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The Carlysles

Franklin P. Adams 1881 (Chicago, Illinois) – 1960 (New York City, New York)

[I was talking with a newspaper man the other day who seemed to think that the fact that Mrs. Carlyle threw a teacup at Mr. Carlyle should be given to the public merely as a fact. But a fact presented to the people without the proper--or even, if necessary, without the improper--human being to go with it does not mean anything and does not really become alive or caper about in people's minds. But what I want and what I believe most people want when a fact is being presented is one or two touches that will make natural and human questions rise in and play about like this: 'Did a servant see Mrs. Carlyle throw the teacup? Was the servant an English servant with an English imagination or an Irish servant with an Irish imagination? What would the fact have been like if Mr. Browning had been listening at the keyhole? Or Oscar Wilde, or Punch, or the Missionary Herald, or The New York Sun, or the Christian Science Monitor?"--GERALD STANLEY LEE in the Saturday Evening Post]


As a poet heart- and fancy-free--whole,
I listened at the Carlyle's keyhole;
And I saw, I, Robert Browning, saw,
Tom hurl a teacup at Jane's jaw.
She silent sat, nor tried to speak up
When came the wallop with the teacup--
A Cup not filled with Beaune or Clicquot,
But one that brimmed with Orange Pekoe.
"Jane Welsh Carlyle," said Thomas, bold,
"The tea you brewed for m' breakfast's cold!
I'm feeling low i' my mind; a thing
You know b' this time. Have at you!" . . . Bing!
And hurled, threw he at her the teacup;
And I wrote it, deeming it unique, up.

* * * *

LADY LEFFINGWELL (coldly).--A full tea-cup! What a waste! So many good women and so little good tea.
[Exit Lady Leffingwell]

* * * *

A MANCHESTER autograph collector, we are informed, has just offered £50 for the signature of Tea Carlyle.

* * * *

From what clouds cannot sunshine be distilled! When, in a fit of godless rage, Mr. Carlyle threw a teacup at the good woman he had vowed at the altar to love, honour, and obey, she smiled and the thought of China entered her head.
Yesterday Mrs. Carlyle enrolled as a missionary, and will sail for the benighted land of the heathen tomorrow.

* * * *

Fortunate is MRS JANE WELSH CARLYLE to have escaped with her life, though if she had not, no American worthy of the traditions of Washington could simulate acute sorrow. MR. CARLYLE, wearied of the dilatory demands of the BAKERIAN War Department, properly took the law into his own strong hands.
The argument that resulted in the teacup's leaving MR. CARLYLE'S hands was common in most households. It transpires that MRS. CARLYLE, with a Bolshevistic tendency that makes patriots wonder what the Department of Justice--to borrow a phrase from a newspaper cartoonist--thinks about, had begun championing the British-Wilson League of Nations, that league which will make ironically true our "E PLURIBUS UNUM"--one of many. Repeated efforts by MR. CARLYLE, in appeals to the Department of Justice, the Military Intelligence Division, and the City Government, were of no avail. And so MR. CARLYLE, like the red-blooded American he is, did what the authorities should have saved him from the embarrasing trouble of doing.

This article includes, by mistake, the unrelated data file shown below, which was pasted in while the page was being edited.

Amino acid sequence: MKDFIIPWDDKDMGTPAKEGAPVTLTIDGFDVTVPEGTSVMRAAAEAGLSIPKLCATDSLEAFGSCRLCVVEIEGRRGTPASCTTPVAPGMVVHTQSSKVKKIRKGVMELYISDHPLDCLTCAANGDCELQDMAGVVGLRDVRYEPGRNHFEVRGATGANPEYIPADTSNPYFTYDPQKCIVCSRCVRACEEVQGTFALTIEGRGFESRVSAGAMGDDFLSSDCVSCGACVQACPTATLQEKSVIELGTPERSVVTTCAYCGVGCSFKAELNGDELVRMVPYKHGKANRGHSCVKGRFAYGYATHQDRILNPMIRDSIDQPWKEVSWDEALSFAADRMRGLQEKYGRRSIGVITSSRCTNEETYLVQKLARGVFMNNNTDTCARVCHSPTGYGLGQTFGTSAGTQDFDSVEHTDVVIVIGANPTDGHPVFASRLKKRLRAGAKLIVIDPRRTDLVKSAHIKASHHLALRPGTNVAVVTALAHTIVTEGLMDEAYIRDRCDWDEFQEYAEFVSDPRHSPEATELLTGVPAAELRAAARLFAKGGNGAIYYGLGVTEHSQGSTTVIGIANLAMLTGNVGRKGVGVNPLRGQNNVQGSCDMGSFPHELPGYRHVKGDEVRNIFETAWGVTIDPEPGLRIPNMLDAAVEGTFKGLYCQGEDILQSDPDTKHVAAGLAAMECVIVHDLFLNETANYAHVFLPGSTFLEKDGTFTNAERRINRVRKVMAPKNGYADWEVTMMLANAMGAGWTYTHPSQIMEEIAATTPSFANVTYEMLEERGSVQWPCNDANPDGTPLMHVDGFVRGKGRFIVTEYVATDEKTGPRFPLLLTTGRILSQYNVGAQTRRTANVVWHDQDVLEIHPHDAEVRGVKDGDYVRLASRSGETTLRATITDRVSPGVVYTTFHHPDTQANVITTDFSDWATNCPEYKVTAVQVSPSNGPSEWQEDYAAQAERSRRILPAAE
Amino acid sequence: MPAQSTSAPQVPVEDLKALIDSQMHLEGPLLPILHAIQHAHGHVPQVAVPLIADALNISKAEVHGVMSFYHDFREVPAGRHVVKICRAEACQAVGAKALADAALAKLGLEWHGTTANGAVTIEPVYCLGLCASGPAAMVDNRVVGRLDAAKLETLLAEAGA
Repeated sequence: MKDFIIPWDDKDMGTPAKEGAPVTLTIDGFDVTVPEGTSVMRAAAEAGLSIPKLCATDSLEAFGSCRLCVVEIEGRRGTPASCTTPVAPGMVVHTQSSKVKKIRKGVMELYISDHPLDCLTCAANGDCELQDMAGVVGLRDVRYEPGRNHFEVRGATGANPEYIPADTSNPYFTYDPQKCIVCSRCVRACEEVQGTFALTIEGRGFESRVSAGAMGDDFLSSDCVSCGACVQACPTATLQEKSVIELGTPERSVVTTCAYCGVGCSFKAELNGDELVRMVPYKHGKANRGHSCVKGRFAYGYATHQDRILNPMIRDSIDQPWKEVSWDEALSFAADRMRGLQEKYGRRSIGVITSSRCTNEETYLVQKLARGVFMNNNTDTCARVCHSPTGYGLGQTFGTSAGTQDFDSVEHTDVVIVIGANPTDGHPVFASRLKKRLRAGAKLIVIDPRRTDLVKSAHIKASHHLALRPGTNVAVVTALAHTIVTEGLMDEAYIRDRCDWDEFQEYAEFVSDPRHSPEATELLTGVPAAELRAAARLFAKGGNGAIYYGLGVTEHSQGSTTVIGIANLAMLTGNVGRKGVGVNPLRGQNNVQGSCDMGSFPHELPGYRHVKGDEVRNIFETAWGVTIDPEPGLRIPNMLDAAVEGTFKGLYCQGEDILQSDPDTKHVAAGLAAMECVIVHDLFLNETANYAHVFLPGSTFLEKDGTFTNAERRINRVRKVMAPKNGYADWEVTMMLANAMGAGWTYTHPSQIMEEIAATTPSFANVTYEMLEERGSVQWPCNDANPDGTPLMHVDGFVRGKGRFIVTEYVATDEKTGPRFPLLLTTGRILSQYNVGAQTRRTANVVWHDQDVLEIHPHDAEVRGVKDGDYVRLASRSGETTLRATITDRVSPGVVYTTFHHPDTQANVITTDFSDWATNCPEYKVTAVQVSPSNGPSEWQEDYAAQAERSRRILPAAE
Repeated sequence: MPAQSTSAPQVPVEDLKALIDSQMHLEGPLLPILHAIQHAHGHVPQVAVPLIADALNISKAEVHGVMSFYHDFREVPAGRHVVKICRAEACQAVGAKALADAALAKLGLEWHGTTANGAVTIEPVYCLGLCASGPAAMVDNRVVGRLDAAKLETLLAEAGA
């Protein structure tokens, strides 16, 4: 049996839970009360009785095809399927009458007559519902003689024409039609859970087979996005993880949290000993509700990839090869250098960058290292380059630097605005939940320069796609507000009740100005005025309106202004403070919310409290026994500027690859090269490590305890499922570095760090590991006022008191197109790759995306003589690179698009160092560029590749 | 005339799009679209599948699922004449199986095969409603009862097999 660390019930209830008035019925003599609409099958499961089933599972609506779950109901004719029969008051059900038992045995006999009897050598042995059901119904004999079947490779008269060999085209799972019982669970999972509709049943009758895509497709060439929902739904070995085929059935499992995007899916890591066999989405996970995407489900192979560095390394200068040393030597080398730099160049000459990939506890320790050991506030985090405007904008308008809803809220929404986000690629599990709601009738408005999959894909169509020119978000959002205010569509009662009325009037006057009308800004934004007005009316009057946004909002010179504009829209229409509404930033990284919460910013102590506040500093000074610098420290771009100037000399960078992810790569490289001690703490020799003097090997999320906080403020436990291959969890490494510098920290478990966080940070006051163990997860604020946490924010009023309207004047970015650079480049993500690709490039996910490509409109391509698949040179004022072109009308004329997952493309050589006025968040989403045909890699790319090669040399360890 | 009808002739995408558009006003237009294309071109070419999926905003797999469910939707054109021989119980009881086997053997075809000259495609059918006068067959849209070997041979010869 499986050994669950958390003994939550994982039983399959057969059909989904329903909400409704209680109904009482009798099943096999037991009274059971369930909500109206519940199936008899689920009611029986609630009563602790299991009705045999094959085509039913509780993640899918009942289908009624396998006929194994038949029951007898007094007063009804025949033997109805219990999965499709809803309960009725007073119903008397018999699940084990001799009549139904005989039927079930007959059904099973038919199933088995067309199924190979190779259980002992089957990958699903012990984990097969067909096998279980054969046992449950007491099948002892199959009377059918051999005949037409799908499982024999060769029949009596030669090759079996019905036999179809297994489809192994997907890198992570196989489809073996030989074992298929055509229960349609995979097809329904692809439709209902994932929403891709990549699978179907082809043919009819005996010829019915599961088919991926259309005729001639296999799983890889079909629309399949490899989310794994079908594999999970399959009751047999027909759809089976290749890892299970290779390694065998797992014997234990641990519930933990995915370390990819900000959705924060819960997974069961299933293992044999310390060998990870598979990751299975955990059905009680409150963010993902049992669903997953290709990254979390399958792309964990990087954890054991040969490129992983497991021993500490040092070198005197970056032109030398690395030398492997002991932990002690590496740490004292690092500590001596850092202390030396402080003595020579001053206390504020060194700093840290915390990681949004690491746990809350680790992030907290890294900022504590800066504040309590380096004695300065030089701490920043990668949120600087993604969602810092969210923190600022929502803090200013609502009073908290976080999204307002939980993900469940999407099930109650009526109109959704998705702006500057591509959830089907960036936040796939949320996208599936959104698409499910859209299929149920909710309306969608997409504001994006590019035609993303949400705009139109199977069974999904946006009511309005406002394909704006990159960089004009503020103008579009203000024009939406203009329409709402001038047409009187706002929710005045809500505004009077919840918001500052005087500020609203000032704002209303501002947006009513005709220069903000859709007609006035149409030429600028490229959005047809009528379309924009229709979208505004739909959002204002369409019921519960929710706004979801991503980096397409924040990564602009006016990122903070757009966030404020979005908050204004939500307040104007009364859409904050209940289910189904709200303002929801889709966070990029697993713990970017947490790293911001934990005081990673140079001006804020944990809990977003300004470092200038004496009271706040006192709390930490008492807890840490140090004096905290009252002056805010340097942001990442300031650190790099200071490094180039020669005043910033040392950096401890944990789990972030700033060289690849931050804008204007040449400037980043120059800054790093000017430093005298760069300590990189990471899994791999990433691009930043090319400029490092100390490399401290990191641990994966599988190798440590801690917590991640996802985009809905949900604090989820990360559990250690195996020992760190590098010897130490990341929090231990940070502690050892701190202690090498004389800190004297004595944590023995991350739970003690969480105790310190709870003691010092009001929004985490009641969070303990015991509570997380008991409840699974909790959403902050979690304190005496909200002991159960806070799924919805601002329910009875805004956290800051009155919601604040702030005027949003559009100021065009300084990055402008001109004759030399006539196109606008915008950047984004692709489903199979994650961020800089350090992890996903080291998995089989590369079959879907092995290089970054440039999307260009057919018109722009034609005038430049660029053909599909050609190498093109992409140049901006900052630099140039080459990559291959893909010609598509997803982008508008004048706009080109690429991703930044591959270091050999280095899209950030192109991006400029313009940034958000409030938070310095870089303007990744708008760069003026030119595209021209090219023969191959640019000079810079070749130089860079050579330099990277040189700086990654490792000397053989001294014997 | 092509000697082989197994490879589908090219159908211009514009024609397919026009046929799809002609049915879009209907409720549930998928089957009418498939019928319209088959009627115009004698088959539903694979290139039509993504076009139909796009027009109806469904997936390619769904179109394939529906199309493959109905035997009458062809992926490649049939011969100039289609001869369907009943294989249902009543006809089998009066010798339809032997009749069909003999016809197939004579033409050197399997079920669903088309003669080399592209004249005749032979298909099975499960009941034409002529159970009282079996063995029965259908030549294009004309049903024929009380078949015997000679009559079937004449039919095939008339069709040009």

* * * *

It is reported that Mr. Thomas Carlyle has thrown a teacup at Mrs. Carlyle, and much exaggerated and acrid comment has been made on this incident.
If it had been a whiskey glass, or a cocktail glass, the results might have been fatal. In Oregon, which went dry in 1916, the number of women hit by crockery has decreased 4.3 per cent in three years. Of 1,844 women in Oregon hit by crockery in 1915, 1,802 were hit by glasses containing, or destined to contain, alcoholic stimulants. More than 94 per cent of these accidents resulted fatally. The remaining 22 women, hit by tea or coffee cups, are now happy, useful members of society.

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Submitted on May 13, 2011

3:36 min read

Franklin P. Adams

Franklin Pierce Adams was an American columnist known as Franklin P. Adams and by his initials F. P. A.. Famed for his wit, he is best known for his newspaper column, "The Conning Tower", and his appearances as a regular panelist on radio's Information Please. A prolific writer of light verse, he was a member of the Algonquin Round Table of the 1920s and 1930s. more…

All Franklin P. Adams poems | Franklin P. Adams Books

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